Perspective/Opinion

Students of Medicine



By Andrew Kastenmeier, MD



“I apologize for the brevity of this message, but I wanted to disseminate this information as quickly and clearly as possible.”
 


This was the first line of a message that I wrote to the surgery clerkship students on March 13, 2020. Reading this message 2 years later transported me back, and I could sense the uneasiness that I felt at that time welling up. At the start of each surgery clerkship, I explain to the students that I want their experience to be challenging. However, I would never have expected or wished for the challenges that arose in early 2020. It has only been 2 years, but I had already forgotten the context of our lives and the uncertainty that existed on that date. There were not yet any recommendations regarding masks, and in fact there was such a shortage of masks that most of the public could not get one even if they wanted. COVID testing had been around for about a month and was not widely available, there were no restrictions on gathering in groups, and neither treatments nor vaccines were on our radar yet.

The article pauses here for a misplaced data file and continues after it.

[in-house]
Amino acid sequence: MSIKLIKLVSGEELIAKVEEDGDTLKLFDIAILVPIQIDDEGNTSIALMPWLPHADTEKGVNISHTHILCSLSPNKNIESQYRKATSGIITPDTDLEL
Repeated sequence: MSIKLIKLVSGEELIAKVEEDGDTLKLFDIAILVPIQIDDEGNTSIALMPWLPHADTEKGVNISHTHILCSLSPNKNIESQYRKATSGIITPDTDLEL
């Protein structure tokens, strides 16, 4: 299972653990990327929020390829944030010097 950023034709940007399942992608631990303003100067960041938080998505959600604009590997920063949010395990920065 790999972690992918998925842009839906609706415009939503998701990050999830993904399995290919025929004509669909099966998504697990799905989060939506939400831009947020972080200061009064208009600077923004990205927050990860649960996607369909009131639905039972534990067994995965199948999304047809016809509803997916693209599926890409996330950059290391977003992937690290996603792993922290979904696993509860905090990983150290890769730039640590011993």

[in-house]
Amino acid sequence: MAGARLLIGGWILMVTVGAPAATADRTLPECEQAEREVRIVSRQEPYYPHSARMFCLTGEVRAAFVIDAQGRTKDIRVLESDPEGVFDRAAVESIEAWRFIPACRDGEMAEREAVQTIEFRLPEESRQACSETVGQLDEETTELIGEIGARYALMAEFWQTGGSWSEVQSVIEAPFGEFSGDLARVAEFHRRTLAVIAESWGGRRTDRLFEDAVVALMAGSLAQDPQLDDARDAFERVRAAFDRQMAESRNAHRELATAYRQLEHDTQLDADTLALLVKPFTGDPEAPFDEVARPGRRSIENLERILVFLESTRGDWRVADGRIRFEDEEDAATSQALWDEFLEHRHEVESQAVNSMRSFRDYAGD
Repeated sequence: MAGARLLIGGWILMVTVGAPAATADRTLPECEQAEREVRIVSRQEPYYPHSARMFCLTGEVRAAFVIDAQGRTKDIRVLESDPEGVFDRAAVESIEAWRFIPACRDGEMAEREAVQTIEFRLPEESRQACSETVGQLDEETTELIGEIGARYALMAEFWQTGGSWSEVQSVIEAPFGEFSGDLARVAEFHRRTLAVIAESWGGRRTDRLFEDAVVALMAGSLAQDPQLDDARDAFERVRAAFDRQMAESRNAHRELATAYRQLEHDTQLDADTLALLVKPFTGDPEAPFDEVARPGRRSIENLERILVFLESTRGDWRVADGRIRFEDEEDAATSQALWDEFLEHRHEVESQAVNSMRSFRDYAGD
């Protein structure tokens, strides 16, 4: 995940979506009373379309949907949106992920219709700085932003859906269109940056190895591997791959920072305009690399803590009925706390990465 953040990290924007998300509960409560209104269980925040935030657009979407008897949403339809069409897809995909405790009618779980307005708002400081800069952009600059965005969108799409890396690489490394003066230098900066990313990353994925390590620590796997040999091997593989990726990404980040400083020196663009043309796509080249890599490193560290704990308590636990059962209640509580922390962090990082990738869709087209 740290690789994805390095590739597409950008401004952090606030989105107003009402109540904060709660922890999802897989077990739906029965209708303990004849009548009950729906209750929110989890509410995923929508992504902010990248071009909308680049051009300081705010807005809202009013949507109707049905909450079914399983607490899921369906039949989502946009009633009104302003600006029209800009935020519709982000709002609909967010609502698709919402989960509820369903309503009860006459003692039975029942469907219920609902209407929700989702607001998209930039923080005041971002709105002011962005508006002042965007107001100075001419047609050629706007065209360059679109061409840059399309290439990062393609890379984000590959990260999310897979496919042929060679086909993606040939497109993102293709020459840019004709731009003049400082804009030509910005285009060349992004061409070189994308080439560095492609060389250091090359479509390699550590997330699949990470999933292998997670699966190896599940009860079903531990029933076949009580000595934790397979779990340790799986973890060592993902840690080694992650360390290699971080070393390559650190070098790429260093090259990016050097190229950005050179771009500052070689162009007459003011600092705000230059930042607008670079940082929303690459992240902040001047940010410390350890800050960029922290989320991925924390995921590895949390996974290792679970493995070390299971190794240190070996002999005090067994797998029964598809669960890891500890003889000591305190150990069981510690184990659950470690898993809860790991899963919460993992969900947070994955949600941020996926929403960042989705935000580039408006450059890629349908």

Take 3 with Jennifer Popies


It's been two years with COVID in the CVICU





Jennifer Popies, MS, RN, CCRN-K AGACNP-BC, ACNS-BC, is a clinical nurse specialist in the Cardiovascular Intensive Care Unit (CVICU) at Froedtert Hospital, and reflects upon the early days of the COVID, as well as new habits and wishes she will bring forward as we emerge from the pandemic.  She recently connected with Wendy Peltier, MD, co-editor of the Transformational Times...





Ms. Popies answers the following questions:

  • Looking back on the early days of the pandemic, what was one of your biggest challenges as a leader?
  • What is an important lesson that COVID has taught you?
  • Is there a new habit you have developed, personally or professionally, that you will carry forward?


Take 3 with the Transformational Times Editorial Board





On the 2nd Anniversary of Transformational Times, Adina Kalet, MD, MPH, Director of the Kern Institute; Bruce Campbell, MD, FACS, Editor-in-Chief; Wendy Peltier, MD and Kathlyn Fletcher, MD, Editorial Board members; Erin Weileder, Managing Editor and Eileen Peterson, student member of the editorial board reflect on the last two years of Transformational Times and COVID-19…





The group answers the following questions:

  • What do you find unique about the Transformational Times?
  • Why do you think we've been able to keep it going for two years?